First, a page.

An annual tradition was born recently at the East Aldine Town Center under a full moon and a spring-like breeze as kids made snow angels and snowballs in a pile of artificial snow and families feasted on free tamales.
Sponsored by the East Aldine Management District, the first Christmas tree lighting at the Town Center’s park and amphitheater drew more than 1,000 people for the lighting countdown, music performances, horse-drawn carriage rides, ornament-making, photos with Frosty the Snowman, and two giant “snow” slides.
There were tamale dinners, coffee and hot chocolate, and a nativity scene where children could dress in costumes as angels or shepherds, along with raffle prizes that included Christmas trees. Candy canes only added to the children’s excitement that culminated with a community sing-along of “Rudolph the Red-Nosed Reindeer.”
Not to mention the planned arrival of a real reindeer!
Christmas music from the popular Carver High School orchestra was followed by Aztec dancers, who danced wildly in native costumes under intricately beaded and feathered headbands.
“This is only the beginning of what is to come in future holiday seasons here,” said District Chairman Carlos Silva.
East Aldine board members “were making notes” for future events, Silva added. “We may need even more lights and more activities in the future.”
Marina Flores Sugg, a long-time East Aldine resident and community volunteer, said the event captured the essence of East Aldine.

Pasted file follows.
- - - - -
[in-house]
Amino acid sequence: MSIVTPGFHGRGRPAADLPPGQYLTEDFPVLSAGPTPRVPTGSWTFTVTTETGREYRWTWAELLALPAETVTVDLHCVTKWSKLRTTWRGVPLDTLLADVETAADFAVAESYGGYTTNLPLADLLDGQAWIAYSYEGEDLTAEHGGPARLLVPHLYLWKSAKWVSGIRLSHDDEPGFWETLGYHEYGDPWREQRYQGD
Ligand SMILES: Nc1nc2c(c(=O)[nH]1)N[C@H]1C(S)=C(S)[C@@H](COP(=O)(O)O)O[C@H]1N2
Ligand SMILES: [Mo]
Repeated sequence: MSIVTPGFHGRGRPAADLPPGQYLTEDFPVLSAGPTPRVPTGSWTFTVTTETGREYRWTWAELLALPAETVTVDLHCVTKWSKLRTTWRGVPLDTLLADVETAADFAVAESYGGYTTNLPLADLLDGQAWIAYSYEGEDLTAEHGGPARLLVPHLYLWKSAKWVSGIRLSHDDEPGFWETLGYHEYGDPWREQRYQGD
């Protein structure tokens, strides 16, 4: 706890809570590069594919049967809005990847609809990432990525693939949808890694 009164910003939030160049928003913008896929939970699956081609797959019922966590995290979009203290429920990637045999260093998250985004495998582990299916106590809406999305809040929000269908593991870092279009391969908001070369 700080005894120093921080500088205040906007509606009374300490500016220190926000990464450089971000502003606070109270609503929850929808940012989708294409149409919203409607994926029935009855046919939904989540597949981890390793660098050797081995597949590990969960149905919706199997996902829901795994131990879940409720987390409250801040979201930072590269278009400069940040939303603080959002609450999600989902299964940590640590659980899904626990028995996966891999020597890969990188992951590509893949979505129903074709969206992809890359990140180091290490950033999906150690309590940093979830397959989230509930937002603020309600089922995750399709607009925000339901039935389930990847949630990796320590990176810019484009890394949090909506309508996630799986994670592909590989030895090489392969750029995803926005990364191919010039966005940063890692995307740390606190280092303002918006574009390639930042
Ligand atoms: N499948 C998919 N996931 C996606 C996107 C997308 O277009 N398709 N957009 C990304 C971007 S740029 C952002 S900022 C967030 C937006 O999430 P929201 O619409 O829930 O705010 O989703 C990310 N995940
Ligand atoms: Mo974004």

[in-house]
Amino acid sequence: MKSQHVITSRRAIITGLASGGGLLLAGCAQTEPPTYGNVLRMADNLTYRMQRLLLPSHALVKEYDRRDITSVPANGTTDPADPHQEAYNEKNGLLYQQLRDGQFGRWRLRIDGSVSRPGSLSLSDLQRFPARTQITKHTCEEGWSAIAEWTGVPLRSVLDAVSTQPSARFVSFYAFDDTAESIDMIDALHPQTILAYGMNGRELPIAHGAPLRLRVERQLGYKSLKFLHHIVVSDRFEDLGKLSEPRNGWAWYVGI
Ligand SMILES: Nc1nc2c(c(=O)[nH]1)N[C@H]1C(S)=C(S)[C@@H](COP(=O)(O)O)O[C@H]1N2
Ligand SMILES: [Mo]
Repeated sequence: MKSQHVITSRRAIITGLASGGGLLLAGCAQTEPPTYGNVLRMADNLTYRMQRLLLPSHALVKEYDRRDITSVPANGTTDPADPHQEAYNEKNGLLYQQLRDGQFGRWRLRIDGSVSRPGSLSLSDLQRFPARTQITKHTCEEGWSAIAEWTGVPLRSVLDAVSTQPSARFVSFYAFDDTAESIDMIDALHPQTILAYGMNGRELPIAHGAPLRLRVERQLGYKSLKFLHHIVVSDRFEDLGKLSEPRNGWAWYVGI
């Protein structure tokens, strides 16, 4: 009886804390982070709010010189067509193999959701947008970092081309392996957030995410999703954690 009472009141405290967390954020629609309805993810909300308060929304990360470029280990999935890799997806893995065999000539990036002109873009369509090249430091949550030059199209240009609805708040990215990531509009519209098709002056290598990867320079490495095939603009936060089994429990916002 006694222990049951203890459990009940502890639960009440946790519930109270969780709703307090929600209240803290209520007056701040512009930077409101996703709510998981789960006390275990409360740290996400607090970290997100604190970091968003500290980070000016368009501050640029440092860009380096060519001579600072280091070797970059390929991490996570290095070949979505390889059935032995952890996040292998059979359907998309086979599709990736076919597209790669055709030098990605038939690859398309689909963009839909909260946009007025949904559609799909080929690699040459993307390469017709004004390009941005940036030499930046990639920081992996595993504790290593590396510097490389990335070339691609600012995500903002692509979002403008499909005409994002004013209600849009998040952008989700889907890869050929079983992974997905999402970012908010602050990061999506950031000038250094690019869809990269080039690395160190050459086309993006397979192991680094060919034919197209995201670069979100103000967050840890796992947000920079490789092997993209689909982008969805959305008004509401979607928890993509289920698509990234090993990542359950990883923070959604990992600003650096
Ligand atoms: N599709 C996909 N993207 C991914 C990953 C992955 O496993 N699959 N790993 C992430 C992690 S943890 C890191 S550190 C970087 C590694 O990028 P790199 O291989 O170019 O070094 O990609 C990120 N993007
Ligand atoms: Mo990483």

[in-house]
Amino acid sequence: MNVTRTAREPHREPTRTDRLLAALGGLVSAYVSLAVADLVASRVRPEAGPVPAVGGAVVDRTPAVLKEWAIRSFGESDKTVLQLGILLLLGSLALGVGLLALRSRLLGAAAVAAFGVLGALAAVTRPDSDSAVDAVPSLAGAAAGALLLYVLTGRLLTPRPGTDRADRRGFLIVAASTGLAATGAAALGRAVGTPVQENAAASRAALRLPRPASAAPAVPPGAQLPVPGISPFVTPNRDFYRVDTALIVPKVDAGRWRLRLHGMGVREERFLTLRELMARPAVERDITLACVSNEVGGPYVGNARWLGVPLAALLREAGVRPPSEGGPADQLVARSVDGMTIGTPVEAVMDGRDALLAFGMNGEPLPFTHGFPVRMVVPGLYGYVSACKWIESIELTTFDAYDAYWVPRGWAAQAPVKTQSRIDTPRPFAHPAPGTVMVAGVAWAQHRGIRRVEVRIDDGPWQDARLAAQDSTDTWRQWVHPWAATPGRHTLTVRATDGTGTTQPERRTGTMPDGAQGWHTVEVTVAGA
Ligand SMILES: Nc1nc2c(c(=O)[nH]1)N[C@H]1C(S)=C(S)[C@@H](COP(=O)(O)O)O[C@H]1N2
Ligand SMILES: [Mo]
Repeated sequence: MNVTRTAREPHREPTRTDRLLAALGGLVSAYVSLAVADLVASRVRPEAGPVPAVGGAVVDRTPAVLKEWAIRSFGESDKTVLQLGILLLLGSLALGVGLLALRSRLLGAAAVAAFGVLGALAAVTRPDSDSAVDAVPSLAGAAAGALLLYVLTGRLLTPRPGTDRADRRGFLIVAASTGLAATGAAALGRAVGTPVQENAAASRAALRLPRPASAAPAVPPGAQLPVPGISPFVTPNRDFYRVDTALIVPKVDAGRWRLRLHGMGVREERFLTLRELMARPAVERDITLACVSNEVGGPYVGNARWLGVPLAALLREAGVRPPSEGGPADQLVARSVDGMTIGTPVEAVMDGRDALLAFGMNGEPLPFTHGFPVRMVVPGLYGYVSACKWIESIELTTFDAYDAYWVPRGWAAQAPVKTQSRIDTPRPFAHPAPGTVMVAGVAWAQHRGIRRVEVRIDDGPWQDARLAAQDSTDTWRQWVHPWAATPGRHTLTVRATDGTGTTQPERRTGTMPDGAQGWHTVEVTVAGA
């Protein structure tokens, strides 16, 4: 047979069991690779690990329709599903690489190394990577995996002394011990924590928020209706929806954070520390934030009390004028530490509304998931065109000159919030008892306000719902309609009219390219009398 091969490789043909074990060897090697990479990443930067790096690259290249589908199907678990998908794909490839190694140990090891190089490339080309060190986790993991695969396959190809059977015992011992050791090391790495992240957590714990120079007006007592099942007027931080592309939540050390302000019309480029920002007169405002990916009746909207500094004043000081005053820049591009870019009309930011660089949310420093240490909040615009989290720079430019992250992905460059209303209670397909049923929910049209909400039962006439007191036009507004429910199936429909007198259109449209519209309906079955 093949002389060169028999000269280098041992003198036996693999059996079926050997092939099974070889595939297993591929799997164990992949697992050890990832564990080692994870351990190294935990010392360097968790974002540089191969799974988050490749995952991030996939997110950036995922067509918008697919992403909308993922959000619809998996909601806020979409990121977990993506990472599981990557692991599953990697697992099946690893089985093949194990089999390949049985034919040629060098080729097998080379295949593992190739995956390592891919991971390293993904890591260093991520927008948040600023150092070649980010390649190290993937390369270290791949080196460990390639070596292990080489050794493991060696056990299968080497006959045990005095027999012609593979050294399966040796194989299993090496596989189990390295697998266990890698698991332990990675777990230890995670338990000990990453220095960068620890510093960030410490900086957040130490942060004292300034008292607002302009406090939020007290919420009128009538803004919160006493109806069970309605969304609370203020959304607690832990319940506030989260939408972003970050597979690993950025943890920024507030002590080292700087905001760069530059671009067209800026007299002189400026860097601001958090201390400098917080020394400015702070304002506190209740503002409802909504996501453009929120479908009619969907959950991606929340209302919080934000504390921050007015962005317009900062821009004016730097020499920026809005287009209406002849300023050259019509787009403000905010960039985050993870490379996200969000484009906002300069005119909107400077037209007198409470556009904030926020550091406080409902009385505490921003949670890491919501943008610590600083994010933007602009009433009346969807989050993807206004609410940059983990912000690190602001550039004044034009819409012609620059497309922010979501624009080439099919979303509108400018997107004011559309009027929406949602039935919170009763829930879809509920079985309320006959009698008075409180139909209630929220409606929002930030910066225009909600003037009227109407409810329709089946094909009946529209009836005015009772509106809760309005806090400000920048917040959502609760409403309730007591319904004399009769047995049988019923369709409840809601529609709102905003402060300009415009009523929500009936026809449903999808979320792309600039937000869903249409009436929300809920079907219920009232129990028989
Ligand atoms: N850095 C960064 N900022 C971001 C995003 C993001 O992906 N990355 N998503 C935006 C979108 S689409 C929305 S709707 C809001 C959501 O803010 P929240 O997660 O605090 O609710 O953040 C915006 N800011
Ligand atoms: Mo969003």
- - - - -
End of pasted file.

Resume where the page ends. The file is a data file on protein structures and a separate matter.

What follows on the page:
“East Aldine has always had a little town feeling. And it still does,” Sugg said. “I think something like this event is great, because it keeps that small town feeling.”
Former District Chairwoman Joyce Wiley said she was pleased to see so many children having fun at the event.
“This just shows the connection in the community,” Wiley said. “We now have the facilities to have all these kids together, to enjoy all these activities together.”
Harris County Sheriff’s Sgt. Terry Garza, who worked hard to get donations from WalMart for the raffle prizes, let off a little steam from the pressure by jumping into the mound of snow to make a “snow angel.” She even went so far as to post a photo of her angel self on Facebook, with an apology to her bosses in law enforcement.
For the evening, almost everyone in East Aldine enjoyed acting like a kid. As families stood in lines for the horse-drawn carriage rides and kids of all ages sported crazy Christmas-themed headgear. There were light-up ornament headbands, antlers on baseball caps, sequined red bows, smart red fedoras, and plenty of Astros’ World Series caps.
“This is amazing,” Silva said. “We couldn’t be more excited that the community has responded so well. I never expected so many people.”
— by Anne Marie Kilday